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Rice (Oryza sativa L.) Establishment Techniques and Their Implications for Soil Properties, Global Warming Potential Mitigation and Crop Yields

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Bangladesh Agricultural Research Institute, Gazipur 1701, Bangladesh
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Agriculture Discipline, College of Science, Health, Engineering and Education, Murdoch University, Perth WA-6150, Australia
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Department of Agronomy, Faculty of Agriculture, Sher-e-Bangla Agricultural University, Dhaka 1207, Bangladesh
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Global Centre for Environmental Remediation (GECR), Faculty of Science, University of Newcastle, Callaghan 2308, NSW, Australia
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Bangladesh Rice Research Institute, Gazipur 1701, Bangladesh
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Department of Crop Science, Universiti Putra Malaysia 43400 UPM Serdang, Selangor, Darul Ehsan-43400, Malaysia
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Author to whom correspondence should be addressed.
Agronomy 2020, 10(6), 888; https://doi.org/10.3390/agronomy10060888
Received: 10 April 2020 / Revised: 8 June 2020 / Accepted: 19 June 2020 / Published: 22 June 2020
Rice-based intensive cropping systems require high input levels making them less profitable and vulnerable to the reduced availability of labor and water in Asia. With continuous conventional puddled rice transplanting, the situation is exacerbated by damaged soil structure, declining underground water and decreasing land and water productivity. To minimize these negative effects a range of new crop establishment practices have been developed (zero tillage, dry direct seeding, wet direct seeding, water seeding, strip planting, bed planting, non-puddled transplanting of rice, mechanical transplanting of rice crop and combinations thereof) with varying effects on soil health, crop productivity, resource saving and global warming mitigation potential. Some of these allow Conservation Agriculture (CA) to be practiced in the rice-based mono-, double- and triple cropping systems. Innovations in machinery especially for smallholder farms have supported the adoption of the new establishment techniques. Non-puddling establishment of rice together with increased crop residue retention increased soil organic carbon by 79% and total N (TN) in soil by 62% relative to conventional puddling practice. Rice establishment methods (direct seeding of rice, system of rice intensification and non-puddled transplanting of rice) improve soil health by improving the physical (reduced bulk density, increased porosity, available water content), chemical (increased phosphorus, potassium and sulphur in their available forms) and biological properties (microbiome structure, microbial biomass C and N) of the soil. Even in the first year of its practice, the non-puddled transplanting method of rice establishment and CA practices for other crops increase the productivity of the rice-based cropping systems. Estimates suggest global warming potential (GWP) (the overall net effect) can be reduced by a quarter by replacing conventional puddling of rice by direct-seeded rice in the Indo-Gangetic Plains for the rice-based cropping system. Moreover, non-puddled transplanting of rice saves 35% of the net life cycle greenhouse gases (GHGs) compared with the conventional practice by a combination of decreasing greenhouse gases emissions from soil and increasing soil organic carbon (SOC). Though the system of rice intensification decreases net GHG emission, the practice releases 1.5 times greater N2O due to the increased soil aeration. There is no single rice establishment technology that is superior to others in all circumstances, rather a range of effective technologies that can be applied to different agro-climates, demography and farm typologies. View Full-Text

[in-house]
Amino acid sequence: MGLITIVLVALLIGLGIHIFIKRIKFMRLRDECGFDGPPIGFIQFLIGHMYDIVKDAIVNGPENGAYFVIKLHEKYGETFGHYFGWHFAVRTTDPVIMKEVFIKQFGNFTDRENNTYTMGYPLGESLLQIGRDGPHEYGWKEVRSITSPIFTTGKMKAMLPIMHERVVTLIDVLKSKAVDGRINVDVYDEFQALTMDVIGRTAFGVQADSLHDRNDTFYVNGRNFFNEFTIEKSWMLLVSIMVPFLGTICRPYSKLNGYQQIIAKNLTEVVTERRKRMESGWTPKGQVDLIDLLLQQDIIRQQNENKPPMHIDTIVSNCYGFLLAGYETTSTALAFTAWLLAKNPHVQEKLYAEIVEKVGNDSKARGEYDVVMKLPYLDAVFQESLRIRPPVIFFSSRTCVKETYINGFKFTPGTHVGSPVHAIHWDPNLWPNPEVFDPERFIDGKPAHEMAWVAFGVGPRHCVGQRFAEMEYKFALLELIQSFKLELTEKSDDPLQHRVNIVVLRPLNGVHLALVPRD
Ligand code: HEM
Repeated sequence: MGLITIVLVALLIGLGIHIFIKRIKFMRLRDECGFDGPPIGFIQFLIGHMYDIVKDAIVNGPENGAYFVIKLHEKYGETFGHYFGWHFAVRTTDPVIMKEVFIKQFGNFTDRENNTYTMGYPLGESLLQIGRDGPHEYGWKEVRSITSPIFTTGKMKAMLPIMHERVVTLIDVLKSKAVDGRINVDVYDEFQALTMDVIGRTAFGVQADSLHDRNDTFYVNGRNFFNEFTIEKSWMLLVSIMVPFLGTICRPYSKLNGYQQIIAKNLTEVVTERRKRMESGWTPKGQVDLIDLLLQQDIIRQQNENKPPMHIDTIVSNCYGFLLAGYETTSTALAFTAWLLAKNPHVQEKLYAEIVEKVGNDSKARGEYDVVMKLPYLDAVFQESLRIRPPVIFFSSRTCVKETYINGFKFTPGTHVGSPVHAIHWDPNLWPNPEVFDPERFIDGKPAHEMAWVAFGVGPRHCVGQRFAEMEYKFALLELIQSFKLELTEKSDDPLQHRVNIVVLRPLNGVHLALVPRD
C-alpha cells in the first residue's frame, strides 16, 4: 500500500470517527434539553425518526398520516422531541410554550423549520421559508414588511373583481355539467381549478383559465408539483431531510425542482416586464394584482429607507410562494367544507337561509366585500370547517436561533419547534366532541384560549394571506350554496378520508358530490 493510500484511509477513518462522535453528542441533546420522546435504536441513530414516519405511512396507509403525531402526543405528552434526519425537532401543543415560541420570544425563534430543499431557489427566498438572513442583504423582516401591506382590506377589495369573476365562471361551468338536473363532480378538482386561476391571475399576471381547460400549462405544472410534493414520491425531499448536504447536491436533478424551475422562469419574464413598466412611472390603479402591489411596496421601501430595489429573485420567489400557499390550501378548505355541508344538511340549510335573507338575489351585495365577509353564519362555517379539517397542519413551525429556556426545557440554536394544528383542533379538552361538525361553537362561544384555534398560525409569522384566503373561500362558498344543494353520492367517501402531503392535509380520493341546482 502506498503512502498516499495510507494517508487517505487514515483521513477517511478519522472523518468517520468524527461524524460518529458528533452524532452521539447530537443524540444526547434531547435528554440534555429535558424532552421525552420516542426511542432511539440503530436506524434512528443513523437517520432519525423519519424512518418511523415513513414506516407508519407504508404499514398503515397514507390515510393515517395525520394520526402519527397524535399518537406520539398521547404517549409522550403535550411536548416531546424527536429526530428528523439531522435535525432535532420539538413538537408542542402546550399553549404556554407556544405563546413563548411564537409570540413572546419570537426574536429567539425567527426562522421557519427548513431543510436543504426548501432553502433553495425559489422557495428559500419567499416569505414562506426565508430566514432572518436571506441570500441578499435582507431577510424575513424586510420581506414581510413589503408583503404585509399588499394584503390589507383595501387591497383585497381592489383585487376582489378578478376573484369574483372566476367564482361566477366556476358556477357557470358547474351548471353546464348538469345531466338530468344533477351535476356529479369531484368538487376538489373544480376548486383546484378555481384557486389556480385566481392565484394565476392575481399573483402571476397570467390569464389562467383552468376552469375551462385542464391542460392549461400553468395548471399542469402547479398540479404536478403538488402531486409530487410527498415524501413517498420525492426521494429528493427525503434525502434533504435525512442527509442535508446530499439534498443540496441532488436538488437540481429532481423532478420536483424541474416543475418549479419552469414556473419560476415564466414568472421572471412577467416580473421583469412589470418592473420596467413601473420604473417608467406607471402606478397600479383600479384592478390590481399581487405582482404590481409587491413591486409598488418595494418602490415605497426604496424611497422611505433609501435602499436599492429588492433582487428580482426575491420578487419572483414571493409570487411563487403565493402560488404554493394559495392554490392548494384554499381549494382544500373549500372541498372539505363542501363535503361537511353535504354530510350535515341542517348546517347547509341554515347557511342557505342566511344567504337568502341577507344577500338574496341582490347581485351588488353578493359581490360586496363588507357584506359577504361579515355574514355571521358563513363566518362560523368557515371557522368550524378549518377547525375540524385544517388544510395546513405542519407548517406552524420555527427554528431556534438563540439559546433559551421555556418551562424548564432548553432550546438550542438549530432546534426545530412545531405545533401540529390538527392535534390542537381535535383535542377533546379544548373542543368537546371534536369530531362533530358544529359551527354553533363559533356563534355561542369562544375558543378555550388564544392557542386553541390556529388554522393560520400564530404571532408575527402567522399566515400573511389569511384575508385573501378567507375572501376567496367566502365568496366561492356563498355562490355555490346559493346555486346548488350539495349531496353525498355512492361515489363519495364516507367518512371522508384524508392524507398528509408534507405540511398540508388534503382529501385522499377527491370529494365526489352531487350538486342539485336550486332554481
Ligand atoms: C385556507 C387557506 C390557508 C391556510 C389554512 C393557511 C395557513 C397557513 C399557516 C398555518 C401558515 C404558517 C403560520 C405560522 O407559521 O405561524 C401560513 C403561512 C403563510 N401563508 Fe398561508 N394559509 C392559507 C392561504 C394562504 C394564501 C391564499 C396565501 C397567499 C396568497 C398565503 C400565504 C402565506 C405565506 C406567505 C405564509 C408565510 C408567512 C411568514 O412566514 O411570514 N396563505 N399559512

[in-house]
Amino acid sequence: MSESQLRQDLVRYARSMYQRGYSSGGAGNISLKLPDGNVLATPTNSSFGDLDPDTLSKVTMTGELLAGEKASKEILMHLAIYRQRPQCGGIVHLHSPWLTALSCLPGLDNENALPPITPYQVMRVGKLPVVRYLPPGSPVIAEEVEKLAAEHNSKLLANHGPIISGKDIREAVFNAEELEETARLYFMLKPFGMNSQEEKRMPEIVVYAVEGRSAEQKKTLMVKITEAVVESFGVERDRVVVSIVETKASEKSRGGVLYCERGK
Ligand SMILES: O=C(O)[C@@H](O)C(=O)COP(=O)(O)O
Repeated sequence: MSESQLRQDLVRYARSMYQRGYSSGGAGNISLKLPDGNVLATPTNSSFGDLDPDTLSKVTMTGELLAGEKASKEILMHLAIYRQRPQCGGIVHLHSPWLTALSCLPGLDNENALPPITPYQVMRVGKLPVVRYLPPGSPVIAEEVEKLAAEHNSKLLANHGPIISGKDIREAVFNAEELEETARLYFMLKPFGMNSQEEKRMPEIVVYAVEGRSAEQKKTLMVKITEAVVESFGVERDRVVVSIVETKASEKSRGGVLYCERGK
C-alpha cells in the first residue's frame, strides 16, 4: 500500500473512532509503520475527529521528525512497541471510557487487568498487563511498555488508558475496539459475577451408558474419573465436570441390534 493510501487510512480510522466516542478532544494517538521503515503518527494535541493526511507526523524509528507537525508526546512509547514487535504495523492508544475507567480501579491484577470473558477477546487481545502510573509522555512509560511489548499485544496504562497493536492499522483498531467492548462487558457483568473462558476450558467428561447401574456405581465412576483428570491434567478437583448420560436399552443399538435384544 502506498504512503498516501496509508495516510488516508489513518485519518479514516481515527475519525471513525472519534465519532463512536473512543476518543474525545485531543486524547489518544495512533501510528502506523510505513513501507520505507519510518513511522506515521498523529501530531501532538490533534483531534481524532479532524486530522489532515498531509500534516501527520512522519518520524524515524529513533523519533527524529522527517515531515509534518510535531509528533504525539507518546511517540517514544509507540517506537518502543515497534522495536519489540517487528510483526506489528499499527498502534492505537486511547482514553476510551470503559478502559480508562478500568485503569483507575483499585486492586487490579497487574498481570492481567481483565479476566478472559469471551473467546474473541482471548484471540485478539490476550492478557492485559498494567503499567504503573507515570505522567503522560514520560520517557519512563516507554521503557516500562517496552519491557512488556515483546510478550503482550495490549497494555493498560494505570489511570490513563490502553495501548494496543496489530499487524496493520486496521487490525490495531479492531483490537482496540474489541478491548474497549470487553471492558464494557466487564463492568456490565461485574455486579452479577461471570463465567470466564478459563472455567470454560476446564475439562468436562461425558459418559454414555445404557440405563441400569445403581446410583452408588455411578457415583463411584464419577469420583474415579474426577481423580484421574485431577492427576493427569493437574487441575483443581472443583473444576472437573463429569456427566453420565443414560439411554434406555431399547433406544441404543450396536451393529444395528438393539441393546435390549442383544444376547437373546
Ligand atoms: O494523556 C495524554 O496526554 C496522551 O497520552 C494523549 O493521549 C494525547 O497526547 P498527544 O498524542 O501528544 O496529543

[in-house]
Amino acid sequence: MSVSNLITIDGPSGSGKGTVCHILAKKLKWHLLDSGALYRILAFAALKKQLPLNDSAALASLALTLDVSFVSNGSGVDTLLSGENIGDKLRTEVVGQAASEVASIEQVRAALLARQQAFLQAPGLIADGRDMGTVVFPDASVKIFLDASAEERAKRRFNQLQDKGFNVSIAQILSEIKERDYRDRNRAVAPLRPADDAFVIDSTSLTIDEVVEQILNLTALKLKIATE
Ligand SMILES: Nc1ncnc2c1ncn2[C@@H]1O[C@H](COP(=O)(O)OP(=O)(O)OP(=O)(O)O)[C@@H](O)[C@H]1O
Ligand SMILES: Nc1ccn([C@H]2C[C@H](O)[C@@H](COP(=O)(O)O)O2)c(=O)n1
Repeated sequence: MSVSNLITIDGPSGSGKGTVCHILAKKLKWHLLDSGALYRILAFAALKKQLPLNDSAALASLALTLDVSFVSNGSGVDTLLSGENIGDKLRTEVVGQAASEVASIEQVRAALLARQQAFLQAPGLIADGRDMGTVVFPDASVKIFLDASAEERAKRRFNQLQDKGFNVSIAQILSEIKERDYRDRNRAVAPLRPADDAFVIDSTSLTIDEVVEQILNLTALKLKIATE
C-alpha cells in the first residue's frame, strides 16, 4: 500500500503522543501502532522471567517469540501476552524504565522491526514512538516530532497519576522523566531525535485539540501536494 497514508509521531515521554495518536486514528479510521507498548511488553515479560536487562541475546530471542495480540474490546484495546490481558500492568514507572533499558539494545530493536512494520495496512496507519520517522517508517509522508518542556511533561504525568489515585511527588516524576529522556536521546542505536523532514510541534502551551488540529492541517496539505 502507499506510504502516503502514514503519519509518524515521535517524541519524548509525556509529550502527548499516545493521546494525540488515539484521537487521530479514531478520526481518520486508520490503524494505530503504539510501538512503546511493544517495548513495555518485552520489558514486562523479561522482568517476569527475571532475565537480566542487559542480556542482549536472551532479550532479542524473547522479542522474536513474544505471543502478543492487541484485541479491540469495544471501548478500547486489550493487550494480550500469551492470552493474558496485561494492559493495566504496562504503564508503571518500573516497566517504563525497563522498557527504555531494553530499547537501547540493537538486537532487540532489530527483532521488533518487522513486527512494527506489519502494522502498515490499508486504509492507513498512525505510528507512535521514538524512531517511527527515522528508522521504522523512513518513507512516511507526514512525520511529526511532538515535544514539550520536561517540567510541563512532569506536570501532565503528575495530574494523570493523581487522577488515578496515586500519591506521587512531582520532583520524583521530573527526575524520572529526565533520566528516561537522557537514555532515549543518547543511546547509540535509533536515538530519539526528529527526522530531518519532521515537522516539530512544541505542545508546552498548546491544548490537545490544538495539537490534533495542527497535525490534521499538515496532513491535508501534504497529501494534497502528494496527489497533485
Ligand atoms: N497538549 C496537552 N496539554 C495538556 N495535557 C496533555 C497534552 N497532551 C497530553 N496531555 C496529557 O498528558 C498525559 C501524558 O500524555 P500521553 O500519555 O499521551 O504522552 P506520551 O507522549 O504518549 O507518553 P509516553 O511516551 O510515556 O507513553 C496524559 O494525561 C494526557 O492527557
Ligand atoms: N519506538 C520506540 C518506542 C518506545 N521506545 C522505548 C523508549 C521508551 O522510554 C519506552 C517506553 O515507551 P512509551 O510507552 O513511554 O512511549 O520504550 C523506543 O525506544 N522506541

Keywords: conservation agriculture; direct seeded rice; economics; greenhouse gas; non-puddled transplanting; puddled transplanting conservation agriculture; direct seeded rice; economics; greenhouse gas; non-puddled transplanting; puddled transplanting
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MDPI and ACS Style

Alam, M.K.; Bell, R.W.; Hasanuzzaman, M.; Salahin, N.; Rashid, M.H.; Akter, N.; Akhter, S.; Islam, M.S.; Islam, S.; Naznin, S.; Anik, M.F.A.; Apu, M.M.R.B.; Saif, H.B.; Alam, M.J.; Khatun, M.F. Rice (Oryza sativa L.) Establishment Techniques and Their Implications for Soil Properties, Global Warming Potential Mitigation and Crop Yields. Agronomy 2020, 10, 888. https://doi.org/10.3390/agronomy10060888

AMA Style

Alam MK, Bell RW, Hasanuzzaman M, Salahin N, Rashid MH, Akter N, Akhter S, Islam MS, Islam S, Naznin S, Anik MFA, Apu MMRB, Saif HB, Alam MJ, Khatun MF. Rice (Oryza sativa L.) Establishment Techniques and Their Implications for Soil Properties, Global Warming Potential Mitigation and Crop Yields. Agronomy. 2020; 10(6):888. https://doi.org/10.3390/agronomy10060888

Chicago/Turabian Style

Alam, Md. K., Richard W. Bell, Mirza Hasanuzzaman, N. Salahin, M.H. Rashid, Nadia Akter, S. Akhter, Mahammad S. Islam, S. Islam, S. Naznin, M.F.A. Anik, Md. M.R.B. Apu, Hasib B. Saif, M.J. Alam, and Mst. F. Khatun 2020. "Rice (Oryza sativa L.) Establishment Techniques and Their Implications for Soil Properties, Global Warming Potential Mitigation and Crop Yields" Agronomy 10, no. 6: 888. https://doi.org/10.3390/agronomy10060888

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